Summer Gap Feeding Program embarks on final week of serving families
PRESQUE ISLE, Maine — As part of their second and final year of the Summer Gap Feeding Program, United Way of Aroostook partnered with numerous community volunteers and sponsors to fulfill a crucial need for families in the SAD 1 school district.
The week of Aug. 12, Presque Isle High School students began their final year of classes that will include the traditional three-week harvest break. As dictated by a February decision by the SAD 1 school board, the district will eliminate harvest break beginning in fall 2019, meaning that elementary, middle and high school students will all head back to school after Labor Day next year.
Although SAD 1 receives federal funding to offer free lunches Monday through Friday to elementary and middle school students during summer vacation, administrators cannot continue that program after the high school is back in session. That meant the need remained essential for volunteers and donations to provide those meals to the younger students during that gap period between Aug. 13, when the high school opened, and Sept. 4, when the kindergarten through 8th grade students return.
Next year, SAD 1 will have access to the federal funding to serve free lunches throughout the summer until all students begin classes after Labor Day.
“This is our second year of Summer Gap and we’ve realized that the need for a hunger relief program like this is great for a lot of different kids, whether they come from single or two parent homes. Some kids will come with a grandparent or an older sibling or a case manager,” United Way director Sherry Locke said. “We’ve been serving around 150 to 250 meals per day.”
Every weekday since Aug. 13, and through Aug. 31, United Way and community volunteers have come to the Sargent Family Community Center and Birch Street beginning at 11 a.m., Carmichael Street at 11:20 a.m. and the Helen Noreen Apartments at 11:45 a.m. to provide free meals of sandwiches and fruit as well as healthy snacks and goodies to participating children and their families. On Birch and Carmichael Streets, the volunteers have been serving from The Aroostook Medical Center’s Wellness on Wheels Wagon.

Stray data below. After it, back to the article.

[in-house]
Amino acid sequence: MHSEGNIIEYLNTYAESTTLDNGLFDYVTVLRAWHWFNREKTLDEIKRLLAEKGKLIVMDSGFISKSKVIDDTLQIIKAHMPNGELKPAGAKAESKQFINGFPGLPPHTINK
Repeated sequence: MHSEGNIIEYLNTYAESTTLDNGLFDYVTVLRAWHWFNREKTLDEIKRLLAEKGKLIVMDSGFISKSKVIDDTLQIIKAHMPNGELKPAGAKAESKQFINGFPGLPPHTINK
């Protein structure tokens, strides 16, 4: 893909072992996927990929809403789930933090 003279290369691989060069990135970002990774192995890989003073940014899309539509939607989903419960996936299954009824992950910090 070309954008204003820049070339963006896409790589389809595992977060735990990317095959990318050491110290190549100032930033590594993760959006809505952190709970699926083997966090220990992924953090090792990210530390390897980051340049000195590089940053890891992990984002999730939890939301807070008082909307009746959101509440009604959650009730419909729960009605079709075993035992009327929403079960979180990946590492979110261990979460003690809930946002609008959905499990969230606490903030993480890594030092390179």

This year United Way recruited nearly 30 businesses and nonprofit organizations to serve as day sponsors and $6,500 in cash donations to purchase food. Each day, volunteers from that day’s sponsor or co-sponsors were on hand to serve meals and encourage children to also take home with them free chalk, jump ropes or books. Chops Ahoy Farm in Woodland also donated fresh green beans so that the children could gain greater awareness of the services that local farmers provide to communities.
On Wednesday, Aug. 29, dozens of children showed up at the Sargent Family Community Center to enjoy lunch and have some fun with their new jump ropes. Aroostook County Action Program was that day’s sponsor and four employees from the organization lent their support as volunteers.
“I think the most rewarding part is knowing that these kids are being fed,” said ACAP volunteer Rachelle Roy. “I don’t think any of us realized before how much of a need there was for this type of program.”
Sharon Thibault of Presque Isle has been bringing her 10-year-old son Finn to the community center nearly every day for the past few weeks. They also took advantage of Summer Gap last year and appreciate that the volunteers offer a variety of snacks such as apples, crackers, granola and fruit bars.
“It’s great that they offer food that kids will want to eat but is still healthy,” Thibault said. “And if we miss a day because of Finn’s (summer) soccer practice they’ll have someone bring him a meal, which is really helpful.”